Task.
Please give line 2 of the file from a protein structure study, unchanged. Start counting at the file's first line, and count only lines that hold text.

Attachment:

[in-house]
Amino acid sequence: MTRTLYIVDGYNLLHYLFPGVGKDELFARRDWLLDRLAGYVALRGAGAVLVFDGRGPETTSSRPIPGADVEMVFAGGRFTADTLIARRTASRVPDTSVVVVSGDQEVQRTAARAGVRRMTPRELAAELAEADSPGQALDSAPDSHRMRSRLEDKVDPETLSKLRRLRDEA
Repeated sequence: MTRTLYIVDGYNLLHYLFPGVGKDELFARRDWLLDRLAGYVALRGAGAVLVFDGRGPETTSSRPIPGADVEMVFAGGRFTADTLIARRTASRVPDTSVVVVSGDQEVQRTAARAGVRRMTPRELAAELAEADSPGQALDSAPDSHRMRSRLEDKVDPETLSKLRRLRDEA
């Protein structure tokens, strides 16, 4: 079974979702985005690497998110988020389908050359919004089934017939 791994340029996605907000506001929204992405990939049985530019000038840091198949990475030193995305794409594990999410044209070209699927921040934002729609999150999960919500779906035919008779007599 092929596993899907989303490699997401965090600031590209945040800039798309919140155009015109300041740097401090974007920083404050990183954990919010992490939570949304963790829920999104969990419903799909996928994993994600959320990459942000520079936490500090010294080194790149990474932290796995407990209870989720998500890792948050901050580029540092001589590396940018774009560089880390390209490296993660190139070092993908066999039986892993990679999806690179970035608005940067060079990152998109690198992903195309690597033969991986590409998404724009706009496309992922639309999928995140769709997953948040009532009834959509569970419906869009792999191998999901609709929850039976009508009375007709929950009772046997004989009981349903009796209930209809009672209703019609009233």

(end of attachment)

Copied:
Amino acid sequence: MTRTLYIVDGYNLLHYLFPGVGKDELFARRDWLLDRLAGYVALRGAGAVLVFDGRGPETTSSRPIPGADVEMVFAGGRFTADTLIARRTASRVPDTSVVVVSGDQEVQRTAARAGVRRMTPRELAAELAEADSPGQALDSAPDSHRMRSRLEDKVDPETLSKLRRLRDEA